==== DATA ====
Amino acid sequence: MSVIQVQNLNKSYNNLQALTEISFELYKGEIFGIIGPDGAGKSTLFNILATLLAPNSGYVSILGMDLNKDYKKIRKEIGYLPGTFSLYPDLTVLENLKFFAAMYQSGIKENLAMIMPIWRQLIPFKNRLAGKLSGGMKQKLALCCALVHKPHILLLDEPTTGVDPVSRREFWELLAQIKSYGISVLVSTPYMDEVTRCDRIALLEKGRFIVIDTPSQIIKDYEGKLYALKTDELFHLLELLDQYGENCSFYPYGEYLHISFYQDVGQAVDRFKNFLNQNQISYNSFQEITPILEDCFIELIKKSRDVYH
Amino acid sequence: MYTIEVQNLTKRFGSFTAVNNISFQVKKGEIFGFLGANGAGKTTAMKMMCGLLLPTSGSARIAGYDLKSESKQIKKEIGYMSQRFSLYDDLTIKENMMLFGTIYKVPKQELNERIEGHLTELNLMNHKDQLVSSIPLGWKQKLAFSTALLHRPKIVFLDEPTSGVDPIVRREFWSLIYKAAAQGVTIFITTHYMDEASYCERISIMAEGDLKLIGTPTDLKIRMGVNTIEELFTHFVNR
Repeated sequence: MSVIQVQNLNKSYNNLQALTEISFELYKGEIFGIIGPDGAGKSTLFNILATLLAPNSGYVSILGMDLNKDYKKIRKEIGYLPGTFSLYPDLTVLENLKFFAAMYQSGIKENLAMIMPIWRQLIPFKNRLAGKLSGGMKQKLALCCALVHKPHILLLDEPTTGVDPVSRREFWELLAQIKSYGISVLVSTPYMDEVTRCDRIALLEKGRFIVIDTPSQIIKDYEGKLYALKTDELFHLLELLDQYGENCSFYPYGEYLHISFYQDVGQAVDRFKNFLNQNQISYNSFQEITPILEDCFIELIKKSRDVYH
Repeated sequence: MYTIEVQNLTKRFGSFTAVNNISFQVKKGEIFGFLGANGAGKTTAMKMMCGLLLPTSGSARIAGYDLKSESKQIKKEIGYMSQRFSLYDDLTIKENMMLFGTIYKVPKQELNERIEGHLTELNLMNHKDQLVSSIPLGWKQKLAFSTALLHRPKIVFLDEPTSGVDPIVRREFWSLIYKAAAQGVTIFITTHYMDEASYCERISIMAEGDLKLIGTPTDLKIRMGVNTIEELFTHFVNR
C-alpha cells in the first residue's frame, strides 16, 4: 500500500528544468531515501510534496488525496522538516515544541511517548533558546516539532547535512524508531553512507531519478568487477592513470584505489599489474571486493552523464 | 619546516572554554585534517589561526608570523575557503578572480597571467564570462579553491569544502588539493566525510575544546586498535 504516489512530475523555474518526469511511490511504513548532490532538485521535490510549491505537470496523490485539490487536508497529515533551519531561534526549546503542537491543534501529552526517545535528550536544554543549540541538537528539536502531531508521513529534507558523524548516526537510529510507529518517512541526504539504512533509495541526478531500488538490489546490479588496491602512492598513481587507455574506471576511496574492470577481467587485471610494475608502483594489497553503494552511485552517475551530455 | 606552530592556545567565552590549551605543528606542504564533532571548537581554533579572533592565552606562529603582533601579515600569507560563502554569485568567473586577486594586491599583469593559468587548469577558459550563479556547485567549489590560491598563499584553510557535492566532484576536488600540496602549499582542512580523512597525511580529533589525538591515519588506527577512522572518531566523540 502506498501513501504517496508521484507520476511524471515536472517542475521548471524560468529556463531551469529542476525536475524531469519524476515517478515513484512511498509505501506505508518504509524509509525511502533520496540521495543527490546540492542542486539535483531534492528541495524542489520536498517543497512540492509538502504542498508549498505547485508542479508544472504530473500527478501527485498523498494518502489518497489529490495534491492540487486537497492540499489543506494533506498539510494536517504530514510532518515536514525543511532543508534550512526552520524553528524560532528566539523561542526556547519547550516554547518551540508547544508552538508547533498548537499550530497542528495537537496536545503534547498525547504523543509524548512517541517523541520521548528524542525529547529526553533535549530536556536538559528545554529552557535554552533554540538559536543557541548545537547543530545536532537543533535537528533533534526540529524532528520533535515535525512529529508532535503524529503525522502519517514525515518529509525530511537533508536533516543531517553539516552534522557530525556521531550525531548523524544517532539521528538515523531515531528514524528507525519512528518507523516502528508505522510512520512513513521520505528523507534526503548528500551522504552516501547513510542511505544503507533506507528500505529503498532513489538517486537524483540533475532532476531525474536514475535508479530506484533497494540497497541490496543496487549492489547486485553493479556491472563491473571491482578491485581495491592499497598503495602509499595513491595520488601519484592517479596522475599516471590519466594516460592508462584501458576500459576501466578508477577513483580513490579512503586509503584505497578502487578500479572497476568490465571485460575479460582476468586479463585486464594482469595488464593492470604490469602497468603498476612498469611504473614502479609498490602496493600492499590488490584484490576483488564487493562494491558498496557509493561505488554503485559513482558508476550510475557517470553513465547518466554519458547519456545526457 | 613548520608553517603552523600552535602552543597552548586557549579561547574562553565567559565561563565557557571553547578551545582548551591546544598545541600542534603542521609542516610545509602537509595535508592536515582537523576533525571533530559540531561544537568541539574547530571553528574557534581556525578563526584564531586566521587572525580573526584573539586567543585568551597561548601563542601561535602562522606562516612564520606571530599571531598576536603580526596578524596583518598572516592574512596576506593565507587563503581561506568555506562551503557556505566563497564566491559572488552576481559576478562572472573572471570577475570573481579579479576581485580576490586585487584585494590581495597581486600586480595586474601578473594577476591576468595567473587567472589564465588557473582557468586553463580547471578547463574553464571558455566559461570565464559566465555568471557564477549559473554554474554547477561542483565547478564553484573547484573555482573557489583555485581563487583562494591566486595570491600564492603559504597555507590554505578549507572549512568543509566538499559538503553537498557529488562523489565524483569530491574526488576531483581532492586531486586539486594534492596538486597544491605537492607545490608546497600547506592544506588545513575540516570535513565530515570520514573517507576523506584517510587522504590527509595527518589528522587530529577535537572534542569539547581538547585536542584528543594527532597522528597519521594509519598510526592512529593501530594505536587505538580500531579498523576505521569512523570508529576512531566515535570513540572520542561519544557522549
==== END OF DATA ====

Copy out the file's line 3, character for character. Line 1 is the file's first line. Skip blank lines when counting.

Repeated sequence: MSVIQVQNLNKSYNNLQALTEISFELYKGEIFGIIGPDGAGKSTLFNILATLLAPNSGYVSILGMDLNKDYKKIRKEIGYLPGTFSLYPDLTVLENLKFFAAMYQSGIKENLAMIMPIWRQLIPFKNRLAGKLSGGMKQKLALCCALVHKPHILLLDEPTTGVDPVSRREFWELLAQIKSYGISVLVSTPYMDEVTRCDRIALLEKGRFIVIDTPSQIIKDYEGKLYALKTDELFHLLELLDQYGENCSFYPYGEYLHISFYQDVGQAVDRFKNFLNQNQISYNSFQEITPILEDCFIELIKKSRDVYH